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Ghislaine Maxwell wants a civil judge to punish federal prosecutors for looking up Epstein’s classified files

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Geoffrey Epstein’s ex-girlfriend and alleged designer Ghislaine Maxwell wants the judge to prevent federal prosecutors from using information obtained from a segment that has long sought Epstein’s secret files. Maxwell also believed that prosecutors should be punished for accessing these files in the first place.

In a written letter to the US District Court for the Southern District of New York (SDNY), Maxwell Taiji’s lawyer asked US District Judge Loretta Prisca to “justify her protective order and punish for his violation.”

According to this recording, two texts of the deposition previously marked as “secret” were subject to the terms of this order.

“Both texts are in the hands of the government, which they used to file an indictment against Mrs. Maxwell, and accusing her, among other things, of perjury in a testimony of her sediment,” the movement notes. “This is a serious violation of the order of protection and deserves the commencement of procedures to violate the sanctity of the court.

Remember that Maxwell is currently involved in two general legal battles: (1) a protection order issued in 2015 by Judge Robert W. Sweet that includes Epstein files in a defamation case that has since been settled between Epstein survivor Virginia Roberts Geoffrey and Maxwell; And (2) the criminal sex trafficking case brought by federal prosecutors.

The order to protect against Giuffre against Maxwell is the main legal obstacle preventing the release of those files that are suspected of embarrassing those alleged to have participated in the sex ring in Epstein. The disclosure process for some of these documents reached many years, and the first versions were identified.

Included in this first list of potential missile documents is one of the documentation referred to by Maxwell’s attorney. However, the oath of the preceding precedent gave Epstein two filings that were subject to the terms of the protection order, however, the government allegedly relied on them to formulate her criminal charges.

According to the movement, in length:

Quoted literally from Ms. Maxwell’s demarcation version, the indictment alleges that Ms. Maxwell provided false testimony (A) when she testified “I don’t know what you are talking about” in response to a question whether Mr. Epstein “was [d] a plan to recruit underage girls for massage Sexual … [i] if you know “; And (b) when she testified, “I am not aware of anyone who interacted with him [other than the plaintiff] and he was 17 years old at this point.” None of these questions and answers were used in the summary or ruling papers issued by the Second Chamber. The text containing this certificate is stamped.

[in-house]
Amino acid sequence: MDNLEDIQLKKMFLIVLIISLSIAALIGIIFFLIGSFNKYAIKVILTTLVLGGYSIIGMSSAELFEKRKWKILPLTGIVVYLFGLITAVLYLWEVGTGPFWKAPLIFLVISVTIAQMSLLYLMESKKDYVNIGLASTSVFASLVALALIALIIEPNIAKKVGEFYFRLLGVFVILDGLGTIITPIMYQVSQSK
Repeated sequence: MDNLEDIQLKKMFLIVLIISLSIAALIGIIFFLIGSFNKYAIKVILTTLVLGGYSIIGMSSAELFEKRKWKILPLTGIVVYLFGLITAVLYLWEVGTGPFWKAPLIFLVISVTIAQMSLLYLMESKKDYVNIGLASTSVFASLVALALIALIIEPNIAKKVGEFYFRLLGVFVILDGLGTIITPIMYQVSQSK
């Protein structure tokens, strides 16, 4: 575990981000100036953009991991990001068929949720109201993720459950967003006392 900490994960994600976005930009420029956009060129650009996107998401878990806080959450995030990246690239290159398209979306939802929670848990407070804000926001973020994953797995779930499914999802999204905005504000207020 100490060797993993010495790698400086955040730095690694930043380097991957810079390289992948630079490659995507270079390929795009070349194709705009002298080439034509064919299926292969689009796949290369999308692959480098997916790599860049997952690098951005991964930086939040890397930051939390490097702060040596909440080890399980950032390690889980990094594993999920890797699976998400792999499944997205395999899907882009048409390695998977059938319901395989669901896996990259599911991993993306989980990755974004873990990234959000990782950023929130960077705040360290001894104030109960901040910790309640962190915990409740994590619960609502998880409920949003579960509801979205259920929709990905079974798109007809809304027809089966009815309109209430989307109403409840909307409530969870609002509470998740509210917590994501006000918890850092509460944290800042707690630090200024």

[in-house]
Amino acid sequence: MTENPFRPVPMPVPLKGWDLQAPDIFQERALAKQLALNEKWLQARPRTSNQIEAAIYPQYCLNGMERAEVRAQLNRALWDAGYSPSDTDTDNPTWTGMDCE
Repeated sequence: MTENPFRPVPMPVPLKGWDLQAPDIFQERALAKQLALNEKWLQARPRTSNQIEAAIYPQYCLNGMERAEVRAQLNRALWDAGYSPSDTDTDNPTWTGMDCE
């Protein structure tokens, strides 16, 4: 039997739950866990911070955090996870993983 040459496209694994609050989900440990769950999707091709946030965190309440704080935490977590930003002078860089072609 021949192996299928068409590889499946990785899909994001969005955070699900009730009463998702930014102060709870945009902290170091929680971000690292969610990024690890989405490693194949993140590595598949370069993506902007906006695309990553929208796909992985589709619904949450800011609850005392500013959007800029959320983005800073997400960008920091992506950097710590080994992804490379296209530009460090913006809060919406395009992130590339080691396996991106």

And the recording continues: “There were only two parties – the prosecutor and Mrs. Maxwell – and their attorneys were entitled to access the texts of Ms. Maxwell’s statement.” The texts, which were classified as “secret”, were the subject of the protection order, which strictly limits the persons to whom the parties may disclose specific “secret” documents.

Since these filings were accessed by the government in violation of the protection order, J. argues, Judge Prisca must compel criminal prosecutors of SDNY to stop relying on the information in the statement and suffer additional consequences as well.

“We respectfully provide that if the court finds a violation of the protection order, this court must direct the government to return any copies of the filing records to the court and enter an order to show the reason of the person (s) who violated the Maxwell attorney asked the court.

In other words, Maxwell wants the judge in the ongoing civil case involving the release of Epstein’s files to stop the government from using some of these files in criminal prosecution against her – and she wants to keep the secrecy system longer for the alleged misconduct. But does she have a chance here?

Miami journalist Herald Jolly K. Brown – whose pioneering work was the indirect reason for the interest of the entire legal system in Epstein and Maxwell – asked a related question on Twitter. “Does a safeguard stand when the information you are trying to hide (protect it) is part of a crime?” She asked.

The consensus is that Maxwell has no chance.

Lawyer George Conway replied, “No judge will uphold the matter of protecting civil suits against a criminal investigation.

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